Doctors may describe the disease as Stage I, Stage II, or Stage III. Higher numbers mean that a larger number of myeloma cells are in the body. The stage also takes into account whether the cancer is causing problems with your bones or kidneys.


Treatment

Many people with multiple myeloma want to take an active part in making decisions about their medical care. It is natural to want to learn all you can about your disease and your treatment choices. However, shock and stress after the diagnosis can make it hard to think of everything you want to ask the doctor. It often helps to make a list of questions before an appointment.

To help remember what the doctor says, you may take notes or ask whether you may use a tape recorder. You may also want to have a family member or friend with you when you talk to the doctor – to take part in the discussion, to take notes, or just to listen.

You do not need to ask all your questions at once. You will have other chances to ask your doctor to explain things that are not clear and to ask for more information.

Your doctor may refer you to a specialist, or you may ask for a referral. Specialists who treat multiple myeloma include medical oncologists, radiation oncologists, and hematologists.


Methods of treatment

The choice of treatment depends mainly on the stage and symptoms of your disease. If you have multiple myeloma without symptoms, you may not need treatment for the cancer. The doctor monitors your health closely so that treatment can start when you begin to have symptoms.

If you have symptoms, your treatment will probably involve anticancer drugs (including steroids). Sometimes stem cell transplantation or radiation therapy is part of the treatment plan. Your doctor can describe your treatment choices and the expected results of each. You and your doctor can work together to develop a treatment plan that meets your needs.

Because standard treatment may not control myeloma, you may want to talk to your doctor about taking part in a clinical trial. Clinical trials are research studies of new treatment methods.

At any stage of disease, you may receive supportive care to control health problems (such as infections) caused by multiple myeloma.


Anticancer drug therapy

Treatment of myeloma usually involves anticancer drugs. This treatment is called systemic therapy because the drugs enter the bloodstream and can affect myeloma cells all over the body.

Many different types of drugs are used to treat myeloma. Each type kills cancer cells in a different way.

Types of chemotherapy in common use include melphalan, cyclophosphamide, vincristine, and doxorubicin. Prednisone is a steroid that is often used. In some cases, the doctor may suggest new options, such as thalidomide and bortezomib. People often receive a combination of drugs.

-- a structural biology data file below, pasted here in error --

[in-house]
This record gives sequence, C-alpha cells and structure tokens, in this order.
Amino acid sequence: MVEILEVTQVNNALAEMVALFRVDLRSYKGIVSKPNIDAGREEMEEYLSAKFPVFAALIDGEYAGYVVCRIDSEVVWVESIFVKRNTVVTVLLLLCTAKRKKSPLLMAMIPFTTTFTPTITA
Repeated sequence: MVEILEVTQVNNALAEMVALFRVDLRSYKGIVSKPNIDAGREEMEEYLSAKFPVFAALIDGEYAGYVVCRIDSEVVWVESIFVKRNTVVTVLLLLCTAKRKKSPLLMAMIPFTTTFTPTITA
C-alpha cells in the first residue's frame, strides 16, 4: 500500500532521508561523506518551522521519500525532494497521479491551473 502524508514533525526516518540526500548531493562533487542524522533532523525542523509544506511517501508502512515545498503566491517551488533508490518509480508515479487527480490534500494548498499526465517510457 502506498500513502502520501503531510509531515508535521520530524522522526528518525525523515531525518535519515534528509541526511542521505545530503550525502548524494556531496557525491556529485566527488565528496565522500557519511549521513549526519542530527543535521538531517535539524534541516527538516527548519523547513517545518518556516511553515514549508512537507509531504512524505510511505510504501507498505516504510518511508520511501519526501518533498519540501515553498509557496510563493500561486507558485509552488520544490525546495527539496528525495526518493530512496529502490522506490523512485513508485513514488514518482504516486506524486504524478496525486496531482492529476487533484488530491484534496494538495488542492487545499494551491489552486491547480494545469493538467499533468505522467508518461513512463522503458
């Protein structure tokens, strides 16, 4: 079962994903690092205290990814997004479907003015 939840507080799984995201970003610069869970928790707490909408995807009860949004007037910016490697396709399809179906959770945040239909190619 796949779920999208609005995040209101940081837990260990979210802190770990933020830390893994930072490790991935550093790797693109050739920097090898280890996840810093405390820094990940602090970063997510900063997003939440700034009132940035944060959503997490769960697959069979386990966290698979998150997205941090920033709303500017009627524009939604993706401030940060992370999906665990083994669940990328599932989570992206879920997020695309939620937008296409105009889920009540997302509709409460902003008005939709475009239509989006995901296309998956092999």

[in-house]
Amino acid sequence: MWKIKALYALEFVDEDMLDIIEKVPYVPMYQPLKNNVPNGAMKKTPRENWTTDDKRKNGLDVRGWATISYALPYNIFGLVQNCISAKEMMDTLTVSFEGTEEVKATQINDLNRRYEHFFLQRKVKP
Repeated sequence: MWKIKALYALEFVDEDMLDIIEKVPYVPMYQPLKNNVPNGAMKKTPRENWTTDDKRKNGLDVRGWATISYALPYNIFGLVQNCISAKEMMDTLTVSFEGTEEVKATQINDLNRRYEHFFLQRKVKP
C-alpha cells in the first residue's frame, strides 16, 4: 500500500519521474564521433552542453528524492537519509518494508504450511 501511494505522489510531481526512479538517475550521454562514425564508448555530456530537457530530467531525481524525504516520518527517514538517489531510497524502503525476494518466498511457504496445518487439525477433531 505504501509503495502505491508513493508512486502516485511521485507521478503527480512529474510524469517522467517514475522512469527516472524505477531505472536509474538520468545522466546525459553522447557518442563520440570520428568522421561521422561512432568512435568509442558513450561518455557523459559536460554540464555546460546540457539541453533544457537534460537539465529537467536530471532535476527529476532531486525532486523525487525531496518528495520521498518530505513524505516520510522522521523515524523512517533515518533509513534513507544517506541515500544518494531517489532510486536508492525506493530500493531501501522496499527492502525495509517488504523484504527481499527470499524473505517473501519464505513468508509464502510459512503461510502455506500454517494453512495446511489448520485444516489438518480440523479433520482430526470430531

You may receive the drugs by mouth or through a vein. The treatment usually takes place in an outpatient part of the hospital, at your doctor's office, or at home. Patients rarely need to stay in the hospital during treatment.


Stem cell transplantation

Some people with multiple myeloma have stem cell transplantation. A stem cell transplant allows a person to receive high doses of chemotherapy, radiation therapy, or both. The high doses destroy both myeloma cells and normal blood cells in the bone marrow. Later, the patient receives healthy stem cells through a flexible tube placed in a large vein in the neck or chest area. New blood cells develop from the transplanted stem cells.

Stem cell transplants take place in the hospital. Some patients have two or more transplants.

Stem cells may come from the patient or from a donor:
  • Autologous stem cell transplantation: This type of transplant uses the patient's own stem cells. The stem cells are removed from the patient, and the cells may be treated to kill myeloma cells that may be present. The stem cells are frozen and stored. After the patient receives high-dose treatment, the stored stem cells are thawed and returned to the patient.

  • Allogeneic stem cell transplantation: Sometimes healthy stem cells from a donor are available. The patient's brother, sister, or parent may be the donor. Or the stem cells may come from an unrelated donor. Doctors use blood tests to be sure the donor's cells match the patient's cells.

  • Syngeneic stem cell transplantation: This type of transplant uses stem cells from the patient's healthy identical twin.

Radiation therapy

Radiation therapy (also called radiotherapy) uses high-energy rays to kill myeloma cells and to help control pain. People receive radiation therapy at a hospital or clinic.

Radiation therapy is given two ways for people with myeloma:
  • Local radiation: A large machine aims radiation at the bone or the part of the body where myeloma cells have collected. It is local therapy because it affects cells only in the treated area. This is the main treatment for people with a single plasmacytoma. People receive radiation for 4 to 5 weeks. A shorter course of radiation therapy can be used to control the growth of tumors in bones and help relieve pain.

  • Total-body irradiation: Some patients receive radiation to their whole body before stem cell transplantation. The radiation treatments may be given 2 to 3 times a day for several days.

Side effects of treatment

Because cancer treatment often damages healthy cells and tissues, unwanted side effects are common. Side effects depend mainly on the type and extent of the treatment. Side effects may not be the same for each person, and they may change from one treatment session to the next. Before treatment starts, your health care team will explain possible side effects and suggest ways to help you manage them.


Anticancer drug therapy

The side effects of anticancer drugs depend mainly on the specific drugs and the dose. The drugs affect cancer cells and other cells that divide rapidly:
  • Blood cells: When drugs affect your healthy blood cells, you are more likely to get infections, bruise or bleed easily, and feel very weak and tired.